Japanese Encephalitis

Japanese encephalitis is a viral infection that was first observed in Japan in 1870. Japanese encephalitis is a vector-borne disease caused by an arbovirus transmitted by a mosquito. With approximately 50,000 cases and 10,000 deaths reported each year, Japanese encephalitis is the most frequent and most severe viral encephalitis, and the leading cause of viral neurological infection among children in Asia. (11)


Symptoms of Japanese encephalitis

Encephalitis is the major form of the disease, although other, less severe forms, such as aseptic meningitis or simple febrile syndromes accompanied by headache, are also frequent.

After an incubation period of five to 15 days, the disease is characterized by the abrupt onset of high fever accompanied by headaches, behavioral changes, as well as speech and motor disorders (paralyses).

The evolution of the disease is marked by the gradual onset of consciousness disorders that can evolve to coma. The mortality rate of Japanese encephalitis is high and sequelae are common, especially among children (up to 50%). (12)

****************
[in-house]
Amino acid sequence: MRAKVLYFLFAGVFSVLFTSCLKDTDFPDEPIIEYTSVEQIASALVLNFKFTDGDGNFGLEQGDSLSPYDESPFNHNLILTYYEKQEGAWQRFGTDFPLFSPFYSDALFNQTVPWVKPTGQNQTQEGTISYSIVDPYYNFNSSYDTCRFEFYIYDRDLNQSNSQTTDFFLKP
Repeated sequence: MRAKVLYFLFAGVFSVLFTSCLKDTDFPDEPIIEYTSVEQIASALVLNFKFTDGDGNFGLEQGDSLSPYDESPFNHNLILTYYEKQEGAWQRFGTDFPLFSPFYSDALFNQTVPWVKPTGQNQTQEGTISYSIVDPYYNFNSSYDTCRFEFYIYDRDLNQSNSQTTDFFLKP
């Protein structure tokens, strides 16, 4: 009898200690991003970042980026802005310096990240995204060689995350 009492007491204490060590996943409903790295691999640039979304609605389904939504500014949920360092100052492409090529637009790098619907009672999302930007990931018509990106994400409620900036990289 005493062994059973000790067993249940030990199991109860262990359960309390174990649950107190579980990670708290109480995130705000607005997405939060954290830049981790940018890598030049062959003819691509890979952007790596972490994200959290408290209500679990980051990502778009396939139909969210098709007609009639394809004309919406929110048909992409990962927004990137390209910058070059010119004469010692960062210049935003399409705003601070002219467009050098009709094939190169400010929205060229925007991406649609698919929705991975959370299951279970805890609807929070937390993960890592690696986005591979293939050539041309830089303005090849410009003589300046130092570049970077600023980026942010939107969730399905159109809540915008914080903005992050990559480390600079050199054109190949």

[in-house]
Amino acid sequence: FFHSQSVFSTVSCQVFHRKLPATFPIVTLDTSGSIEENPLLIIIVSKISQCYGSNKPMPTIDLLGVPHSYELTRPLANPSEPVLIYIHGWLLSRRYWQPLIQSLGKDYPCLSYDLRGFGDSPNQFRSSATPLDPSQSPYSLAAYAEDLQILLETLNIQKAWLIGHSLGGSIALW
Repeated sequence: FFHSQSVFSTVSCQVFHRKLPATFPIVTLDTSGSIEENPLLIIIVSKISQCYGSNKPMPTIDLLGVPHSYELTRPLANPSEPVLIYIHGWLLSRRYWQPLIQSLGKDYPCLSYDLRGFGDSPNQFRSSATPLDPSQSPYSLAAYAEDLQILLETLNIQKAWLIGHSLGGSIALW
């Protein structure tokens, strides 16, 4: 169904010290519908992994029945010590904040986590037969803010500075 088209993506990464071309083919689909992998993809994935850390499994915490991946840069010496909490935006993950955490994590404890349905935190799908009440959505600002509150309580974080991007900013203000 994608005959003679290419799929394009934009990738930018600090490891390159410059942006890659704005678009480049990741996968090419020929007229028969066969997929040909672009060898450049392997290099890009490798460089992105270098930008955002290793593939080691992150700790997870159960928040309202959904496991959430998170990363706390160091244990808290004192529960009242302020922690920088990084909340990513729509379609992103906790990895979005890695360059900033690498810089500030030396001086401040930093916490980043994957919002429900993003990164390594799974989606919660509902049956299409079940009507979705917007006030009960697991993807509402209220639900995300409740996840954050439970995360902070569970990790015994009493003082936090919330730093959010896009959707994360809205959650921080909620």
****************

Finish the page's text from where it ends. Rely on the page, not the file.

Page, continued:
There is no specific treatment for the disease.


Epidemiology and vaccination against Japanese encephalitis

Japanese encephalitis is mostly seen in rural areas (where humans are in the close vicinity of swine and birds- the main reservoir of the virus), and more particularly in rice fields, an environment favorable to the development of mosquitoes.

Infection usually occurs between April and December, with peaks during the monsoon season.

Prevention is possible through the use of inactivated vaccines.



11 - Japanese encephalitis vaccines. WHO position paper; WER 2006, 81:326-340:


12 - Scott B Halstead, Theodore F. Tsai. Japanese encephalitis vaccines. Plotkin A., Orenstein W. Fourth edition 2004. Saunders Editor p 919-958